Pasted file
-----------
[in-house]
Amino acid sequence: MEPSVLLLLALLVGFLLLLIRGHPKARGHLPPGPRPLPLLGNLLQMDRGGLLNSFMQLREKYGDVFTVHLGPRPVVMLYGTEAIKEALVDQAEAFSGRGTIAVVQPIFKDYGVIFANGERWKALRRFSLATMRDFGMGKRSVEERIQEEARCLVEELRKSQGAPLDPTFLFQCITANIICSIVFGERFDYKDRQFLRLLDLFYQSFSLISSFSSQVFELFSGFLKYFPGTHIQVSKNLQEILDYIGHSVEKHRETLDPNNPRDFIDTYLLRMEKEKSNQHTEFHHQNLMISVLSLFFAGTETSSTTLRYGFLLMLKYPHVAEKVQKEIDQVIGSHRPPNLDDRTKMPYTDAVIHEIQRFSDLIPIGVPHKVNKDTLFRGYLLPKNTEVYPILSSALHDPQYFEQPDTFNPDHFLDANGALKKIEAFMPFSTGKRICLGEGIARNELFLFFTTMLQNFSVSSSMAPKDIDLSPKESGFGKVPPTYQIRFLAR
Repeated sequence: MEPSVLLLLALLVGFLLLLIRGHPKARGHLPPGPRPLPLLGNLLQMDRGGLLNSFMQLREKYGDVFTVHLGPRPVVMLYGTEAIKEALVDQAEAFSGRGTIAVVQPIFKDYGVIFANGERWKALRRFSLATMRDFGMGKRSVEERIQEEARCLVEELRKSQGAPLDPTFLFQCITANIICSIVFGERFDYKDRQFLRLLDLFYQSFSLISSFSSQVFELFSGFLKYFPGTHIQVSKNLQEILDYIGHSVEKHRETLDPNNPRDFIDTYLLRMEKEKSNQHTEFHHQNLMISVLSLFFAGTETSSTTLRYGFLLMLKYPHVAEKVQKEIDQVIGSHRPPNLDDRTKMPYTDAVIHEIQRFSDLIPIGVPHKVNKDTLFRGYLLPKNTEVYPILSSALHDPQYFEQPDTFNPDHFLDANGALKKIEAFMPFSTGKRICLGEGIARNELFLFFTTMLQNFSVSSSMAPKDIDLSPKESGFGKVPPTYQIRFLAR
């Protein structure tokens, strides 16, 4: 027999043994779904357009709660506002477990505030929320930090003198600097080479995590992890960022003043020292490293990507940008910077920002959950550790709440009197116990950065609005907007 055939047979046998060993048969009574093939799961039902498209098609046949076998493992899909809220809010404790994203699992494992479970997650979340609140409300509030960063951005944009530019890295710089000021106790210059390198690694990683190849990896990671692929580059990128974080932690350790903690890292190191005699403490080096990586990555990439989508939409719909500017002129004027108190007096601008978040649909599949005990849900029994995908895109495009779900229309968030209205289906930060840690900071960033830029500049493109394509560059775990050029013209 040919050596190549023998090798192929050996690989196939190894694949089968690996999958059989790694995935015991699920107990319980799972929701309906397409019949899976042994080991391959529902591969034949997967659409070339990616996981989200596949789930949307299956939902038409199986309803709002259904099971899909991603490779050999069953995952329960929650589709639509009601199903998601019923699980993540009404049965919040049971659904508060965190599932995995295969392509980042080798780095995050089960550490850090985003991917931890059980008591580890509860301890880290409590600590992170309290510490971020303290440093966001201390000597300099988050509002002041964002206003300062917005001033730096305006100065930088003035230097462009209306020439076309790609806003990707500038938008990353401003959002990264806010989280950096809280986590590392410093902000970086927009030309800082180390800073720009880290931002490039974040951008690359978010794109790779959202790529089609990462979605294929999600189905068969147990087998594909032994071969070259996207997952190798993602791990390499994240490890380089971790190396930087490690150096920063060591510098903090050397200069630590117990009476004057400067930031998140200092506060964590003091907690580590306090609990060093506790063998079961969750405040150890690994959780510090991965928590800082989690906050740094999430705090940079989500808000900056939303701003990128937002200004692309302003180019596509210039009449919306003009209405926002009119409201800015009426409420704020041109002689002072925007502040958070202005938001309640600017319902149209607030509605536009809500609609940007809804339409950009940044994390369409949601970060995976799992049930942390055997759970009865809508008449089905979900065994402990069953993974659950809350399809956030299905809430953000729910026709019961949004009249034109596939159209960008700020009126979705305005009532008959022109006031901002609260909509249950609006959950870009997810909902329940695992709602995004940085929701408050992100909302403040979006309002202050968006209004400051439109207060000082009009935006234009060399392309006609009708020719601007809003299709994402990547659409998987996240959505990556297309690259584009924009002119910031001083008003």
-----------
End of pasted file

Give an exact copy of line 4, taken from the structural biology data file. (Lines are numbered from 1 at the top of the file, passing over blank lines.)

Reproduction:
């Protein structure tokens, strides 16, 4: 027999043994779904357009709660506002477990505030929320930090003198600097080479995590992890960022003043020292490293990507940008910077920002959950550790709440009197116990950065609005907007 055939047979046998060993048969009574093939799961039902498209098609046949076998493992899909809220809010404790994203699992494992479970997650979340609140409300509030960063951005944009530019890295710089000021106790210059390198690694990683190849990896990671692929580059990128974080932690350790903690890292190191005699403490080096990586990555990439989508939409719909500017002129004027108190007096601008978040649909599949005990849900029994995908895109495009779900229309968030209205289906930060840690900071960033830029500049493109394509560059775990050029013209 040919050596190549023998090798192929050996690989196939190894694949089968690996999958059989790694995935015991699920107990319980799972929701309906397409019949899976042994080991391959529902591969034949997967659409070339990616996981989200596949789930949307299956939902038409199986309803709002259904099971899909991603490779050999069953995952329960929650589709639509009601199903998601019923699980993540009404049965919040049971659904508060965190599932995995295969392509980042080798780095995050089960550490850090985003991917931890059980008591580890509860301890880290409590600590992170309290510490971020303290440093966001201390000597300099988050509002002041964002206003300062917005001033730096305006100065930088003035230097462009209306020439076309790609806003990707500038938008990353401003959002990264806010989280950096809280986590590392410093902000970086927009030309800082180390800073720009880290931002490039974040951008690359978010794109790779959202790529089609990462979605294929999600189905068969147990087998594909032994071969070259996207997952190798993602791990390499994240490890380089971790190396930087490690150096920063060591510098903090050397200069630590117990009476004057400067930031998140200092506060964590003091907690580590306090609990060093506790063998079961969750405040150890690994959780510090991965928590800082989690906050740094999430705090940079989500808000900056939303701003990128937002200004692309302003180019596509210039009449919306003009209405926002009119409201800015009426409420704020041109002689002072925007502040958070202005938001309640600017319902149209607030509605536009809500609609940007809804339409950009940044994390369409949601970060995976799992049930942390055997759970009865809508008449089905979900065994402990069953993974659950809350399809956030299905809430953000729910026709019961949004009249034109596939159209960008700020009126979705305005009532008959022109006031901002609260909509249950609006959950870009997810909902329940695992709602995004940085929701408050992100909302403040979006309002202050968006209004400051439109207060000082009009935006234009060399392309006609009708020719601007809003299709994402990547659409998987996240959505990556297309690259584009924009002119910031001083008003």